|The Great Seal of the United States|
My DAW has been exercised of late, yet again, by family and friends in America who are of the Christian persuasion—not because they are Christian, but because they seem so clearly to live inside a type of fundamentalist Christianity that is at odds with the deliberately conceived, original secular organization of these United States. If it were possible to weigh media coverage, the sheer tonnage of headlines, op-ed pieces, videos, sermons, etc., relevant to Christian activism in politics and the war for America’s soul in our culture, would take our collective breath away.
For the moment and from the Christian perspective, the “hill” in America upon which Christians seem so eager to lay down their lives, overlooks a flagging Constitution assaulted by screeching pro-choice demons trying to drag the whole country down to hell through the perversion of Amendments 9, 14, and 5, which were never intended to be understood as anything but pro-life, or by anti-Second Amendment liberals who seem committed to disarming the Milites Christi, the Soldiers of the Lord, as they form ranks to combat the heathen enemy of secular humanism.
With a regularity second only to that mustered by poor Job’s harping wife, I am reminded that I seem more and more openly to be challenging Christians and Christianity in America with my Nietzschean inspired blogs and rants. My ears ring with the question—when will I ever get around to actually trying to challenge myself to reason with Christians in America about their presence in a secular nation? And they continue ringing: why do I not try to begin crafting, possibly, Christian-oriented visions and intellectual strategies about what secular America inspired by “Christian” virtue could look like?
So, ecce homo, my bride; Dutifully Attentive Hubby is present and accounted for. Let us see what we can do to reason as a Christian might in the very profane wasteland of secular America, girding up our philosophical loins by that same sentiment that motivated Abraham Lincoln:
“With malice toward none, with charity for all, with firmness in the right as God gives us to see the right, let us strive on to finish the work we are in, to bind up the nation's wounds, to care for him who shall have borne the battle and for his widow and his orphan, to do all which may achieve and cherish a just and lasting peace among ourselves and with all nations.”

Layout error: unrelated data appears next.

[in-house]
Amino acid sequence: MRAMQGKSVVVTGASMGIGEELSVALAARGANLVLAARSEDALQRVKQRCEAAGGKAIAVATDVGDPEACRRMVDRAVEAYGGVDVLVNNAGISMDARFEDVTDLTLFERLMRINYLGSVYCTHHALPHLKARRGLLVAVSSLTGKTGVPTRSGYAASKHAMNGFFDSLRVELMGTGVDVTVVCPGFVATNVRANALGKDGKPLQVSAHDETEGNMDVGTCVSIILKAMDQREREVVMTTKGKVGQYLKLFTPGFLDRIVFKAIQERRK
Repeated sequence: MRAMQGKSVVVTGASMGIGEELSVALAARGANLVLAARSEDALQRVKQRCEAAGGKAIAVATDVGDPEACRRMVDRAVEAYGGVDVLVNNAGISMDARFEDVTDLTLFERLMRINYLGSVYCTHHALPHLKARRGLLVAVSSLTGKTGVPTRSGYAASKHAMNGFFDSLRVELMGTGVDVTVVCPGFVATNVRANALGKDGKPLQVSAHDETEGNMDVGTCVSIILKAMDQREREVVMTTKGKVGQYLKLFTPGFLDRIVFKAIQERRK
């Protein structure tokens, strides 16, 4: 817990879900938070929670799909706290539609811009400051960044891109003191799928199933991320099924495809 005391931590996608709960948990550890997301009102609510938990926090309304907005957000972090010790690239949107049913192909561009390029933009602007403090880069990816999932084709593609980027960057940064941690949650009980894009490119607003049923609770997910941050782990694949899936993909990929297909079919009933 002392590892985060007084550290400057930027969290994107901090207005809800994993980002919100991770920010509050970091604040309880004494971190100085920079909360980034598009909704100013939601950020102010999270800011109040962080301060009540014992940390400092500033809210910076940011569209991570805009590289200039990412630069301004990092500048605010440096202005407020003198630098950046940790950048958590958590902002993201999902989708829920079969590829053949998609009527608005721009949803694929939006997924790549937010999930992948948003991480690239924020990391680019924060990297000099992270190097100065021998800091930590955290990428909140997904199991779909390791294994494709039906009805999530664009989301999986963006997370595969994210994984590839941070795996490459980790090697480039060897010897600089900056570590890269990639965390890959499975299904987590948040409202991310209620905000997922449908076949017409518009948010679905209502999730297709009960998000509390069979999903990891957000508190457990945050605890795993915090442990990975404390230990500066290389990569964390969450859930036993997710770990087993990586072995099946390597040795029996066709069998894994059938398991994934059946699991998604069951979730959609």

(It still must be said, however, even if in a very loud stage whisper, that poor Nietzsche would definitely be appalled if he knew I was writing on this theme in the context of his Great Unlearning…)
Wiki-moment: From 1782 until 1956 e pluribus unum, which is to say: “out of many, one,” functioned as the de facto motto of the United States; but this motto was never codified by law. In 1956 the U.S. Congress adopted as the official motto for the country, through H.J. Resolution 396, “In God We Trust.”
Some of us, those with greying temples, remember the 1970 challenge to the “In God We Trust” motto, where the 9th Circuit Court ruled that "It is quite obvious that the national motto and the slogan on coinage and currency 'In God We Trust' has nothing whatsoever to do with the establishment of religion. Its use is of patriotic or ceremonial character and bears no true resemblance to a governmental sponsorship of a religious exercise." This decision was cited again in the more recent 2004 challenge to the Pledge of Allegiance in the American schools, where the Supreme Court ruled that such “acts of ‘ceremonial deism’ are ‘protected from Establishment Clause scrutiny chiefly because they have lost through rote repetition any significant religious content.’”
The wiki-gods give one more piece of interesting information concerning the supposedly Christian character of America: “In Zorach v. Clauson (1952), the Supreme Court also held that the nation's "institutions presuppose a Supreme Being" and that government recognition of God does not constitute the establishment of a state church as the Constitution's authors intended to prohibit.”